The world remembers Cambodia for Angkor Wat and Angkor Thom. On the avenues signs for ‘Angkor Wat Paradise Hotel’, ‘Angkor Wat Holiday Hotel’, ‘Angkor Restaurant’ at every turn celebrate the legacy of the famous world heritage sites. But what was the name of the boy who poked the coconut along the… the… what river? Who was the girl who cried at not being given money in the ruins of Angkor Thom? What was life like along the steaming river strewn with human waste and algae? Ask Google. I had been sure it would provide you with the online experience just as vivid and arresting as being there, talking to Cambodians, seeing, smelling, tasting, and really, immersing in Cambodia.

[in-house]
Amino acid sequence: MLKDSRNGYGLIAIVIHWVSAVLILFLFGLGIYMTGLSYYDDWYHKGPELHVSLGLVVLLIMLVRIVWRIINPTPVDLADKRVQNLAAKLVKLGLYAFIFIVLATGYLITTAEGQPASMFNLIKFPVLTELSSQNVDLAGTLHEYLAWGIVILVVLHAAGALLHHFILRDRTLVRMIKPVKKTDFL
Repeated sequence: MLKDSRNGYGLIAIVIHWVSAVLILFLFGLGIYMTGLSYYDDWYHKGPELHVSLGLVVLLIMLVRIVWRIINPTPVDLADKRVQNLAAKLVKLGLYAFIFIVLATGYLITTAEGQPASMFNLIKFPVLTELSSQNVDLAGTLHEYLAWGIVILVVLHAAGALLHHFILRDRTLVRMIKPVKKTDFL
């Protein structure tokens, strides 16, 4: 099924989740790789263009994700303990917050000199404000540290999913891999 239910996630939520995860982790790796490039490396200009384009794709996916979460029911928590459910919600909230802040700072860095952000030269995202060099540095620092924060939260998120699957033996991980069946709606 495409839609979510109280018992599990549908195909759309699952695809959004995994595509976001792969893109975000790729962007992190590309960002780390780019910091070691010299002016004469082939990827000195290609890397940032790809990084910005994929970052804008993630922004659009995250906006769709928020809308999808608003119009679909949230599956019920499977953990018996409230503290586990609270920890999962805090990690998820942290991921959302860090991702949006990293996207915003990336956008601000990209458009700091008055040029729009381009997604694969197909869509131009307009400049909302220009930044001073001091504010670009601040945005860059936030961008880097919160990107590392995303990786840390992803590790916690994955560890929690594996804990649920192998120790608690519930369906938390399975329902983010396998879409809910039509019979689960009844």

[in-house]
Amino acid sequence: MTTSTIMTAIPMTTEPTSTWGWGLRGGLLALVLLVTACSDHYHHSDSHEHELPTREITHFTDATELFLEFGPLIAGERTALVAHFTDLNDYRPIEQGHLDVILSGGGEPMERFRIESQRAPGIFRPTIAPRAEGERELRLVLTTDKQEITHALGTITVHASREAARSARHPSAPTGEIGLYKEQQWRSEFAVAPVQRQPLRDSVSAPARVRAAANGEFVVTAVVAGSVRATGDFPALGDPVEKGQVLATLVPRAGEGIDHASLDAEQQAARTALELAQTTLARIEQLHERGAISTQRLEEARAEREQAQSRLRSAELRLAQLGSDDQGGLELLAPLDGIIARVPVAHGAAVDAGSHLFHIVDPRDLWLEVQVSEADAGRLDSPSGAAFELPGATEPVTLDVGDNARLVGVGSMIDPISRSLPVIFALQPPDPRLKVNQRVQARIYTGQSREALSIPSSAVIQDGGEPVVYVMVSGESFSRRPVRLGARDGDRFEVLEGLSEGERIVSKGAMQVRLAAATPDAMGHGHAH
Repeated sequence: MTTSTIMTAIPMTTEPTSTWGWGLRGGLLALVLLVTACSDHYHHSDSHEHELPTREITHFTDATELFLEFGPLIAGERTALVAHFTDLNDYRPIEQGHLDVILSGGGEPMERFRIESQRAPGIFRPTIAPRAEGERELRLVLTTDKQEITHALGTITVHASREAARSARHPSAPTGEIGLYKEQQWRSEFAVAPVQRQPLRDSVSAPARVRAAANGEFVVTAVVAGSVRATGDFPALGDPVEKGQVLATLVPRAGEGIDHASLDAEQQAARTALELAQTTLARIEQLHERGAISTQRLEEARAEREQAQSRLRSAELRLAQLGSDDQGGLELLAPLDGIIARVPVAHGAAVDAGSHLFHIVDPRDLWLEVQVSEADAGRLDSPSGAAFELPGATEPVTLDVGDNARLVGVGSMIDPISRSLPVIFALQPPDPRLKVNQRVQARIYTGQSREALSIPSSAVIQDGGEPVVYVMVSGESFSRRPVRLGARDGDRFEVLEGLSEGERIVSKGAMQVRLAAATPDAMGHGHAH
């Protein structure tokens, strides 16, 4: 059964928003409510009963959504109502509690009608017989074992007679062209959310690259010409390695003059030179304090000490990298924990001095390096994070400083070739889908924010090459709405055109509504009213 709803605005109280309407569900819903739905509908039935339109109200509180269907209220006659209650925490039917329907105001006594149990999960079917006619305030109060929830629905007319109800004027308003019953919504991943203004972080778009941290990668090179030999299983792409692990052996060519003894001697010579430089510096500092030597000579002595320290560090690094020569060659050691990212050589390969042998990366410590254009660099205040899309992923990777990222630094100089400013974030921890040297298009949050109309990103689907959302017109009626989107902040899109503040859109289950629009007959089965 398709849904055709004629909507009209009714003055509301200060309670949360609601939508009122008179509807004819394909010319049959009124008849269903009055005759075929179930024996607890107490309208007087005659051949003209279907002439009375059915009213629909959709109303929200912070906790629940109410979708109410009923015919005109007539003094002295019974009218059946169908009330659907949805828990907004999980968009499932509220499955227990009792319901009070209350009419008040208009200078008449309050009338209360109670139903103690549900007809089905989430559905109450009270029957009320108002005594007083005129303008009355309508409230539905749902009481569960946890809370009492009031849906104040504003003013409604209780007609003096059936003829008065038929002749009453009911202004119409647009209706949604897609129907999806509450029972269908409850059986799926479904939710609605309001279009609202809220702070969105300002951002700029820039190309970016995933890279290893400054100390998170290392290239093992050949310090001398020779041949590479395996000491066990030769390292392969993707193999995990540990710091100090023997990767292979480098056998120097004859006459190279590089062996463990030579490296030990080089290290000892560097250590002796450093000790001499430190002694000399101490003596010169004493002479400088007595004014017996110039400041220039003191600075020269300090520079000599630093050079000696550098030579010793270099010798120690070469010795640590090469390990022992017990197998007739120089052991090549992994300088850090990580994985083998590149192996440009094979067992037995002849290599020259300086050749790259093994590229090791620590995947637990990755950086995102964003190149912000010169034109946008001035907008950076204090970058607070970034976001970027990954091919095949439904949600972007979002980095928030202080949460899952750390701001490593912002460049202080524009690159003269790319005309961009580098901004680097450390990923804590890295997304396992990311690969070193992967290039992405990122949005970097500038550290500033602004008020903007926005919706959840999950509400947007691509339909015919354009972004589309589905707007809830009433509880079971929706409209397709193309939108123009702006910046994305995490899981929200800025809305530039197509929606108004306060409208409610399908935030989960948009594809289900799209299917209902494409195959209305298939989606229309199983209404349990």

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ZabrinaZabrina Lo is a final-year student reading English Literature and Film Studies. She loves having her lectures on savannas, in the sun and pretty much anywhere but the classroom. She is one of the founding co-editors of EDGE. [Read all entries by Zabrina.]

One Comment Add yours

  1. Kayte Kaminski says:

    Zabrina- this is incredible and perfectly encapsulates so many things I was thinking and feeling during our trip as well. Miss you and hope you are well. Love, your ship mom, Kayte